Occupants (2015)


For anyone like me who take interest in the concept of parallel worlds, director Russell Emanuel embraces the found footage sub-genre while also dodging the gimmicky trappings in favor of a much more intelligent genre title involving the scientific idea. “Occupants” explores the theory of parallel realities, and how it’s theorized our lives can align with alternate versions of ourselves. Much like “Paranormal Activity,” Emanuel sets his film primarily in one setting, but the similarities end there. Emanuel has his finger on the pulse of science fiction, exploring a realm where every movement is intricate and our characters begin to dabble in the God Complex resulting in some absolutely horrendous consequences.

Annie and Neill is a newly married couple both of whom lead vastly different lives. Young Annie is an aspiring documentarian who begins an experiment with husband Neill in exploring how their lives would be affected by living on a Vegan diet consisting solely of raw uncooked food and water. Annie thinks the experiment will not only open them up to new horizons and make them healthy, but has heard that some Vegans could even peek in to alternate realities by reaching a new state of mind. At first the experiment goes as expected, with the couple slowly starving and losing patience in a lifestyle that doesn’t involve junk food and caffeine, but when Annie sets up cameras around her house to chart their lifestyle, she suddenly begins filming a whole other version of her house altogether.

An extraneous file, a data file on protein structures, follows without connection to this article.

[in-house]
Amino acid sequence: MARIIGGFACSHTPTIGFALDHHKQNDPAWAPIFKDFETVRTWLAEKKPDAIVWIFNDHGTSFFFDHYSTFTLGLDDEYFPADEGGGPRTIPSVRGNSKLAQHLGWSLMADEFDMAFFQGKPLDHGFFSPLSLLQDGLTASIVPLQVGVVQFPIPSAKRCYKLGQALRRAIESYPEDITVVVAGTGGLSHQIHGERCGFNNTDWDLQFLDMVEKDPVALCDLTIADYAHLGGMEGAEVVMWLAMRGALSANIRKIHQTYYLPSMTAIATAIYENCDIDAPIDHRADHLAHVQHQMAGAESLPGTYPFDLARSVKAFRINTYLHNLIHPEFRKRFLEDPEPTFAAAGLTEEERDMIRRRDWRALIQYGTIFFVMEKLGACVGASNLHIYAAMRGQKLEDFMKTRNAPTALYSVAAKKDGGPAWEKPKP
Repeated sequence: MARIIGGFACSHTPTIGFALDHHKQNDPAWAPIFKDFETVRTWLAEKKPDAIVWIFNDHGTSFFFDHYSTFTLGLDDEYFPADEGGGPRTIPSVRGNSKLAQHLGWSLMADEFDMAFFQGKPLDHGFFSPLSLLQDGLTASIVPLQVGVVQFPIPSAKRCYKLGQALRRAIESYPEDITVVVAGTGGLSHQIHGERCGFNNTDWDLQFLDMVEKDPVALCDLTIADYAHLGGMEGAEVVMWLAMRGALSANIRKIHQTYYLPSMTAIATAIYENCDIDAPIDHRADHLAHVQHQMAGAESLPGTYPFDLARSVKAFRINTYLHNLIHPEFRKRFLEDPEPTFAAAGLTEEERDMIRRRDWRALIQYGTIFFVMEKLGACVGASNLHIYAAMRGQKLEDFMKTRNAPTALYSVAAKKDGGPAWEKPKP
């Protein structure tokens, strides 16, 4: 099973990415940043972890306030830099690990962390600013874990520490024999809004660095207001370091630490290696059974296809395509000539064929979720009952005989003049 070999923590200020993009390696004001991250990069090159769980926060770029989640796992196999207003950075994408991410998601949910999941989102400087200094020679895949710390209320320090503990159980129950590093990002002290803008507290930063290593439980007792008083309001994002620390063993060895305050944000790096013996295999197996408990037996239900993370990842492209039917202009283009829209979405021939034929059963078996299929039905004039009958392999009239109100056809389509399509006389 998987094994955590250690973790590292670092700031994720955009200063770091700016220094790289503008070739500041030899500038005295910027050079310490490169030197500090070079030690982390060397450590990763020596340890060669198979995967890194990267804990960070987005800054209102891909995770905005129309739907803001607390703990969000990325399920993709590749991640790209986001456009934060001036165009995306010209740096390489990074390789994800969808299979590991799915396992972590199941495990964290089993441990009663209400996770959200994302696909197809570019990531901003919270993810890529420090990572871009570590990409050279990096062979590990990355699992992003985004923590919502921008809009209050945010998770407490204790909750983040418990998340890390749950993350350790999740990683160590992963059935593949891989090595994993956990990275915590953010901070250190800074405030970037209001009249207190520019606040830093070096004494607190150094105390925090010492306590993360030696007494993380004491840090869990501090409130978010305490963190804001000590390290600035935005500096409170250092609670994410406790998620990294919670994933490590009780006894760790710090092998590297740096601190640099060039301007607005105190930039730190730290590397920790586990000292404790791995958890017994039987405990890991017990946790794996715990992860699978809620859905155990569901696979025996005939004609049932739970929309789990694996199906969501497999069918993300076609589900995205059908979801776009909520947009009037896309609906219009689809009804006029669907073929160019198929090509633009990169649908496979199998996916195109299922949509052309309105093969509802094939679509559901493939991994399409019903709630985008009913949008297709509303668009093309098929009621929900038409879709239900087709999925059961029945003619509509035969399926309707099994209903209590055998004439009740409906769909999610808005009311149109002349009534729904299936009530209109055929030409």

What seems like a freak occurrence suddenly turns in to a mind blowing discovery, as the couple realizes there is an alternate world where alternate versions of themselves are living, oblivious to their presence. Occupying the same space ultimately begins to form a conflict of interest, especially for Annie who watches a dramatic development unfold and takes it upon herself to intervene. “Occupants” takes a heavy duty look in to the realm of alternate worlds and theorizes that perhaps we live our lives in a different reality that can somehow reflect and or impact our current one. The world we see beyond Annie and Neill’s isn’t so much a bizarro world; so much as it is a very vague reflection with minor alterations that have immense impact on the young couple.

Director Emanuel is very good about drawing tension, bringing our guard down with a seemingly mundane set up with Neill and Annie that slowly snowballs in to a situation that they have to figure out how to completely eliminate lest it hurt them in ways they can’t imagine. Briana White and Michael Pugliese are absolutely exceptional, playing dual roles in the film as the unsuspecting couple, and the mirror versions of themselves that remain eerily enigmatic until the very end. They convey remarkable chemistry as a couple which increase the stakes as “Occupants” grows ever more suspenseful. There’s also the great Robert Picardo, who gives a very good supporting performances as a professor who helps Neill and Annie try to comprehend what’s happening to them and how to confront their increasingly harrowing situation.

Emanuel is at his best here, offering a found footage film that’s mostly for the science fiction audience, excelling in conveying ideas about alternate worlds, and parallel realities, as well as the possibility we could go too far and hurt our own dimension. “Occupants” is a tense and very eerie thriller that Emanuel and writer Julia Camara crafts in to an entertaining and absolutely compelling film.